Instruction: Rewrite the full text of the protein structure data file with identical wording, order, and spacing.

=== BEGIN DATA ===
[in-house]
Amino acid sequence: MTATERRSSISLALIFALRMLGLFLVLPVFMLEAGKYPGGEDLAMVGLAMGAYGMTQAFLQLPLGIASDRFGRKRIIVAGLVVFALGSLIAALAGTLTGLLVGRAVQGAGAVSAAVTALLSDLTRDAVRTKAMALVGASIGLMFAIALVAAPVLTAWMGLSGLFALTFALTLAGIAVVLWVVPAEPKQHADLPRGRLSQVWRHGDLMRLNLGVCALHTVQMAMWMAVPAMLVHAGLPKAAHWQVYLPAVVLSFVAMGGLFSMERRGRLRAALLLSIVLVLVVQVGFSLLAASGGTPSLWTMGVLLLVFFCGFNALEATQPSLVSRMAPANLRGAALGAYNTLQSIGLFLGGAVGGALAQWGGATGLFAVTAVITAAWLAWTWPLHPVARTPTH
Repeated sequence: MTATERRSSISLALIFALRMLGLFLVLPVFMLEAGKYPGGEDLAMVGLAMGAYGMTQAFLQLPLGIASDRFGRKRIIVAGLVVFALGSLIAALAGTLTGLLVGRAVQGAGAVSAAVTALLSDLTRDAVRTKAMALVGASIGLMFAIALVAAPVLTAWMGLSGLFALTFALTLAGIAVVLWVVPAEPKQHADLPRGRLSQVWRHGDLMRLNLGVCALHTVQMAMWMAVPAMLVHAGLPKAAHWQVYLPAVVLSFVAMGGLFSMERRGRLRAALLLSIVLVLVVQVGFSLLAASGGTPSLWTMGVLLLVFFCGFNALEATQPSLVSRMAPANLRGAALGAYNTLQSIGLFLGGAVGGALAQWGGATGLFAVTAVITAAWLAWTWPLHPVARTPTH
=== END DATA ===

[in-house]
Amino acid sequence: MTATERRSSISLALIFALRMLGLFLVLPVFMLEAGKYPGGEDLAMVGLAMGAYGMTQAFLQLPLGIASDRFGRKRIIVAGLVVFALGSLIAALAGTLTGLLVGRAVQGAGAVSAAVTALLSDLTRDAVRTKAMALVGASIGLMFAIALVAAPVLTAWMGLSGLFALTFALTLAGIAVVLWVVPAEPKQHADLPRGRLSQVWRHGDLMRLNLGVCALHTVQMAMWMAVPAMLVHAGLPKAAHWQVYLPAVVLSFVAMGGLFSMERRGRLRAALLLSIVLVLVVQVGFSLLAASGGTPSLWTMGVLLLVFFCGFNALEATQPSLVSRMAPANLRGAALGAYNTLQSIGLFLGGAVGGALAQWGGATGLFAVTAVITAAWLAWTWPLHPVARTPTH
Repeated sequence: MTATERRSSISLALIFALRMLGLFLVLPVFMLEAGKYPGGEDLAMVGLAMGAYGMTQAFLQLPLGIASDRFGRKRIIVAGLVVFALGSLIAALAGTLTGLLVGRAVQGAGAVSAAVTALLSDLTRDAVRTKAMALVGASIGLMFAIALVAAPVLTAWMGLSGLFALTFALTLAGIAVVLWVVPAEPKQHADLPRGRLSQVWRHGDLMRLNLGVCALHTVQMAMWMAVPAMLVHAGLPKAAHWQVYLPAVVLSFVAMGGLFSMERRGRLRAALLLSIVLVLVVQVGFSLLAASGGTPSLWTMGVLLLVFFCGFNALEATQPSLVSRMAPANLRGAALGAYNTLQSIGLFLGGAVGGALAQWGGATGLFAVTAVITAAWLAWTWPLHPVARTPTH